$300,000 federal grant helps keep
Illinois seniors independent
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[NOV. 23, 2004]
SPRINGFIELD -- Gov. Rod
Blagojevich announced Monday that the Illinois Department on Aging
was awarded a grant from the federal government to help people with
disabilities and long-term illnesses remain in their homes rather
than being placed in a nursing home.
"A key component of Illinois' long-term
care systems reform is to place more emphasis on the development of
home and community-based services," Gov. Blagojevich said. "Without
the additional services, too many Illinois seniors will be forced to
enter nursing facilities when they could continue living
independently in their homes near their families and friends."
The $300,000 will assist in
implementing two new laws that were signed by the governor earlier
Senate Bill 2880 outlined the parameters for the state to
rebalance its long-term care system by enhancing home-based services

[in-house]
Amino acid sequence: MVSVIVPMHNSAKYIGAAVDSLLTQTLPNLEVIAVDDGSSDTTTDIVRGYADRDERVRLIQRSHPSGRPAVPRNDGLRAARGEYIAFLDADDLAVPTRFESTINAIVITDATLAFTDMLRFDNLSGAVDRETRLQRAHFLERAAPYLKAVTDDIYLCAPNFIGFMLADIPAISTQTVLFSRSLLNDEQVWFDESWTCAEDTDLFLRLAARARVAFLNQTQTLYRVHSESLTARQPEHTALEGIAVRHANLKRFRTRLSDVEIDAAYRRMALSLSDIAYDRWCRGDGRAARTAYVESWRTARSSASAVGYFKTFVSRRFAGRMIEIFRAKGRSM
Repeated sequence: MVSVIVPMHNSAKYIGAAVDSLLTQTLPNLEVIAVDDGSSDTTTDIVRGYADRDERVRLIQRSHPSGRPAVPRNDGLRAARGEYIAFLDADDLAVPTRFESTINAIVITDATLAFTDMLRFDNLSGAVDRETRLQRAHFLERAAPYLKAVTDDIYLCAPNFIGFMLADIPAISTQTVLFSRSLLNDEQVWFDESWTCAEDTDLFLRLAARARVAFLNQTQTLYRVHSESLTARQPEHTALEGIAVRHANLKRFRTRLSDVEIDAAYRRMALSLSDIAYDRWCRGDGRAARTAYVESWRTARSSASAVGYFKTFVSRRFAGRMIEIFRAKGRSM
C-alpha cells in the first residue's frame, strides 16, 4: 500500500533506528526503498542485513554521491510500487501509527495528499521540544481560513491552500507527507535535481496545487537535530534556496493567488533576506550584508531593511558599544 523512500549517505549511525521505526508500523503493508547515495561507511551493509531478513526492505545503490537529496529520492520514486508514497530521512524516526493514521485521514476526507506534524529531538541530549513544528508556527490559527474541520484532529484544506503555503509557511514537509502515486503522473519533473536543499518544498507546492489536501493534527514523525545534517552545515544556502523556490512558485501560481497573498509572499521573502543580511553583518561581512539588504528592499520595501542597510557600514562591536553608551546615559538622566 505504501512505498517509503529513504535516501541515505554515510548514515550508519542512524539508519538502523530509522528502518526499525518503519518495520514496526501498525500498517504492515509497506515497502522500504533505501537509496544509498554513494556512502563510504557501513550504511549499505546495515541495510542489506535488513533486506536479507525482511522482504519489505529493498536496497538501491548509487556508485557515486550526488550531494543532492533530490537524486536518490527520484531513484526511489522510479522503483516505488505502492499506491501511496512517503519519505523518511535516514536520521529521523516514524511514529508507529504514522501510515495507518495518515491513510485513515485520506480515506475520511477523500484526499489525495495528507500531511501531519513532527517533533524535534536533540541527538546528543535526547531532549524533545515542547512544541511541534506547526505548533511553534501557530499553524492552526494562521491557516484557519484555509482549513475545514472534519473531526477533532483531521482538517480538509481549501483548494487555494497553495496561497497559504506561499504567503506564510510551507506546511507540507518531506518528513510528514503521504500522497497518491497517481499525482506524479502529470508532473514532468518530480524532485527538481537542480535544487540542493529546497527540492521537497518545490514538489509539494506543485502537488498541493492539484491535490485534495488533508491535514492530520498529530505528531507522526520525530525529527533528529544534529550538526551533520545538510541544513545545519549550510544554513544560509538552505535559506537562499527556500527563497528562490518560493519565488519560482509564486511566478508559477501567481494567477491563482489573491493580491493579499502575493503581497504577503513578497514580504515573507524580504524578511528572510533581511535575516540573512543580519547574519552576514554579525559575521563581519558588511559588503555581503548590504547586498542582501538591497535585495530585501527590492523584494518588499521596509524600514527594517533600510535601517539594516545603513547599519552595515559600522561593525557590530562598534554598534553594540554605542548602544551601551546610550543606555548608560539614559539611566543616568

so that Illinois' seniors will have access to the services needed to
prevent nursing facility placement.
House Bill 5057 requires the Department on Aging to assist
current nursing home residents who wish to relocate safely to
community settings. The grant will be used to inventory home- and
community-based services that are available to Illinois' seniors,
assess service and funding gaps, and establish quality standards.
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"I've never met an older person who
would rather live in an institution rather than in the comforts of
their own home," said Charles D. Johnson, director of the Illinois
Department on Aging. "Staying at home will allow them to remain
independent and contribute to the community."
The federal Health and Human
Services Department distributed 52 grants totaling $31 million as
part of President Bush's "New Freedom Initiative," which promotes
the goal of community living for individuals with disabilities and
[News release from the